This week on my journey I'm exploring what it means to have the 'perfect' job, does it really exist or is it a myth we have all come to believe as true...
On average most people work around 40 hours a week. This means that what you do to earn a living takes up a lot of your actual existence. Its also what we feel like we have been training for our whole life. We go to school to learn, to get good grades, to maybe then go to university and then hopefully get a good job. Theoretically this all sounds pretty simple and to our younger selves it all sounds possible if we work really hard. That was what I took away from school, that you always just need to work that little bit harder. It was etched deep into my brain. So when I left university with a good degree under my belt, I was confident that everything would just fall into place. But I was far too naive. Nothing had trained me for the real world. So when nothing happened the way I thought it would, I was truly lost. This was not what I had been taught. I felt lied to, let down more than anything by myself. I would continue to keep getting rejected, would have to pick myself up time and time again and it became a disheartening part of my everyday routine. I lost confidence in myself and didn't really see what I could offer people by them hiring me. I put my literal blood sweat and tears into my education but just wasn't seeing the outcome I expected.
Little did I know, caught up in my little 22 year old bubble, was that this was happening to people everywhere. I recently read an article on stylist.com where journalist Anne Helen Petersen explores the idea that millennials have been taught to do what they love for a career but this has lead to whole a lot of burnout. This really got be thinking, why is it we put this pressure on ourselves to have the 'perfect' and 'cool' job in the hope that this will solve all our issues and maybe fix our identity crisis. Should our identity be framed by the job we hold? Should we feel embarrassed if we don't go down the career path we had intended? Should how much we make, reference how good we are as a person? Obviously the answer to all these questions is a firm no. But why is it we forget that truth so often.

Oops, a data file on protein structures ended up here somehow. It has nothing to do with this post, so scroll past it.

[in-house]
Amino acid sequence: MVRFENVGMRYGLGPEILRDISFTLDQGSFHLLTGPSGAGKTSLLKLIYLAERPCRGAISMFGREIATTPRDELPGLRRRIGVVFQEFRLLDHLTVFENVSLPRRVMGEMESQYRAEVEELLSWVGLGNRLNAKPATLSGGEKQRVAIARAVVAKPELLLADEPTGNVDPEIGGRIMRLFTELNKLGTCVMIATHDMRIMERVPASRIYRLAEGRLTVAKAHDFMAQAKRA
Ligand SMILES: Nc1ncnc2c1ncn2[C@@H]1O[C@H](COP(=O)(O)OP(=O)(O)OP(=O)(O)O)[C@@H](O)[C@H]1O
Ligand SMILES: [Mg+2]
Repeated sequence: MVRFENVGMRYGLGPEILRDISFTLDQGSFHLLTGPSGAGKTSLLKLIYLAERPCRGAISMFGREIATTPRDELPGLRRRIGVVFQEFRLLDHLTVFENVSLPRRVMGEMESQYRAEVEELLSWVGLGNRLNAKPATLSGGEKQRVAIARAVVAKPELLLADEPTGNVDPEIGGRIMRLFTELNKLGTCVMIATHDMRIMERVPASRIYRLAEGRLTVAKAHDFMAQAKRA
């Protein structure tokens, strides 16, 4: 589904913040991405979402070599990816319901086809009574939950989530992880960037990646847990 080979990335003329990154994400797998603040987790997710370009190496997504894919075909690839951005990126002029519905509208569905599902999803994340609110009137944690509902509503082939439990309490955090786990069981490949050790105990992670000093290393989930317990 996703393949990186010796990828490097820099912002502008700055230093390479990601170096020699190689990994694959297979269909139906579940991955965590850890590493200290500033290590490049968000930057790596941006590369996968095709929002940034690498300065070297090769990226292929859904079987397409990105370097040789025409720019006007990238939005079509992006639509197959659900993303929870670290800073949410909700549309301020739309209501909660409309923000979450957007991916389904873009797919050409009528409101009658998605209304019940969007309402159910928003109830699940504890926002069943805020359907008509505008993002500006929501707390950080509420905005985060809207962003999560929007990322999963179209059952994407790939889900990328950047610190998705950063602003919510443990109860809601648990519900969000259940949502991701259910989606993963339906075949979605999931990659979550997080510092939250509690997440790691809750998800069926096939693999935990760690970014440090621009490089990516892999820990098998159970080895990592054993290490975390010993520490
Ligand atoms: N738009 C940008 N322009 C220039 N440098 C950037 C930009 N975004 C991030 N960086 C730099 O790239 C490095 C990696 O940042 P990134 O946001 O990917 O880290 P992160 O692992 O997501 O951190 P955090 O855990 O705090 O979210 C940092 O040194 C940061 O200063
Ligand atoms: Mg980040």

Whenever you meet a new person, one of the first questions you always ask "Is what do you do?", we ask as if it makes up the main part of ones being. But is this really the case? I have too been guilty in the past of making an assumption about someone based on the job they do. Its as if we have been programmed to think if its not what society deems as a 'cool' career, then someone is squandering their potential. But in reality maybe a temporary 9-5 job is what millennials really need sometimes. When I used to work as a sales assistant, one of the best parts was when it struck 5, you were no longer being paid so you had no more responsibilities. You were able to actually switch off and leave work at work and enjoy the time that was really yours.
I'm going to be honest with you and say I really struggled writing this post. I kept putting it off, refusing to let my mind really go there and actually finally write down my thoughts on something that has been playing on my mind for a while now. Recently I have been feeling that part of the reason I don't always feel ok is down to the fact that I am not on a steady career path. I like so many struggled to get work due to Covid-19 and especially as the creative fields took such a large hit. The only way forward I saw for myself was to take the jump and try setting something up myself...